Guest post from our friends at Good Capital:
Jack Alter, a Philadelphia schoolteacher, started giving loans to some of his fellow teachers in 1951 with big dreams and less than $100 in seed money. Since then, Advanta has grown into one of the nation’s largest credit card issuers (through Advanta Bank Corp.) in the small business market. Today, as a respected company with close to 1,000 employees and well over one million small business customers nationwide, they are choosing to give other entrepreneurs and small business owners a chance to pursue their dreams. For those not already in the know, Ideablob.com is an online community sponsored by Advanta Bank comprised of entrepreneurs and small business owners who share their ideas. In addition to the feedback and support provided by a community of like-minded peers, each month the site’s users vote for their favorite idea. The winner is awarded a $10,000 cash prize to either turn their idea into reality or increase the scope and scale of their project.
Recently, three “blobbers” were profiled at the inaugural Social Capital Markets Conference. Aaron Fleishman, a senior at Pennsylvania State University, developed a venture to provide needy constituents in developing communities with access to inexpensive computer-based health stations. The project, Mashavu, a Swahili word for chubby-cheeked, uses basic on-site health assessment tools that hook up to mobile phone networks and send the information out to doctors around the world for health advice and medical recommendations. The system uses relatively inexpensive off-the-shelf components that can then be assembled locally. Mashavu has deep value in disaster relief situations in addition to facilitating regular health screenings for those who would not have access otherwise. Aaron and his team plan to have five Mashavu stations up and running by fall, 2009. For more information please visit www.mashavu.com.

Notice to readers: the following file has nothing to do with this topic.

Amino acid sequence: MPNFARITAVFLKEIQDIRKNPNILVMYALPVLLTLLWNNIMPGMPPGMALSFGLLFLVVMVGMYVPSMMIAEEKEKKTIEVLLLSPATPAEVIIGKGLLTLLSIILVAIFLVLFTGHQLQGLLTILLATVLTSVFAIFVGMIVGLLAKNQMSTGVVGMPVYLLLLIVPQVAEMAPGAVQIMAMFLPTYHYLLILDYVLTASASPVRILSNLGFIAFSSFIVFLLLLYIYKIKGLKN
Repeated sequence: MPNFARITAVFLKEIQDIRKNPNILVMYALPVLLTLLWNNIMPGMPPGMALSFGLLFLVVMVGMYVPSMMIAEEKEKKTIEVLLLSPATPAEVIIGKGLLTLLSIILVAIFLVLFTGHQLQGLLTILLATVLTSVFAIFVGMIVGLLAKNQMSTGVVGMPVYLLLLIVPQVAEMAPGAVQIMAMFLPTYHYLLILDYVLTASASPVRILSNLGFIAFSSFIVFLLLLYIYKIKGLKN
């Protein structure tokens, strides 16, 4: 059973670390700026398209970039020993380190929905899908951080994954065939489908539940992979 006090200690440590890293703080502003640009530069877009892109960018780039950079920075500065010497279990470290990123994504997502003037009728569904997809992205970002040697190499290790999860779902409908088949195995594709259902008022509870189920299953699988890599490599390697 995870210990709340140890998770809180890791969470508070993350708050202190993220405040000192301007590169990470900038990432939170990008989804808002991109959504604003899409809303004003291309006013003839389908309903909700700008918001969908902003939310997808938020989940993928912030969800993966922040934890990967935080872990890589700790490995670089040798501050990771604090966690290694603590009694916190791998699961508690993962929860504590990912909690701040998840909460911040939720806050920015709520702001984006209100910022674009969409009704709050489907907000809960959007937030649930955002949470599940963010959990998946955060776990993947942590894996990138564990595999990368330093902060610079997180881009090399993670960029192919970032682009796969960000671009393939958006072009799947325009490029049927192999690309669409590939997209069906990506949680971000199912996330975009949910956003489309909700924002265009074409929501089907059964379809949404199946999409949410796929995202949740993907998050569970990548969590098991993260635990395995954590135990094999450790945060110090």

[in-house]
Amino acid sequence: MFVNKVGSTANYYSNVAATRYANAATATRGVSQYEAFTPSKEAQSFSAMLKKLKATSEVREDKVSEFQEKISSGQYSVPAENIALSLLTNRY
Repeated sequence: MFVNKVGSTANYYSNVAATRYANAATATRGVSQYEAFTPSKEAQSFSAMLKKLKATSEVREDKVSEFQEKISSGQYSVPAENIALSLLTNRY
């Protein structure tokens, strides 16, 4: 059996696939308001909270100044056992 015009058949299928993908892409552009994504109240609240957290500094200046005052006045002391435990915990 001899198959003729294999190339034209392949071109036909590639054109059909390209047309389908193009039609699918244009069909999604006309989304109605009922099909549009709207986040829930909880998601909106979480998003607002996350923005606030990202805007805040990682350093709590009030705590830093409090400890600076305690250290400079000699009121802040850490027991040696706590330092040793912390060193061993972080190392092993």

Abigail Glaum-Lathbury started her clothing line Elmidae after graduating from the Art Institute of Chicago. In addition to implementing eco-friendly innovations such as using remaindered fabrics, Abigail pays a fair living wage to all of her employees. She produces her hand-made clothing in the United States using low-impact fibers such as bamboo. For more information, please visit www.elmidae.com.
We were also excited to hear from Natalie Carter of the Earth Garden Project. Natalie’s up-and-coming venture seeks to combat hunger and malnutrition among women around the world by teaching school children and their teachers the skills needed to grow vegetables first at school and then at home. For more information, check out Natalie’s idea page by searching for the Earth Garden Project at www.ideablob.com.
If you have an idea stewing and want a shot at the prize or if you just want to check out this month’s contenders, head over to the site.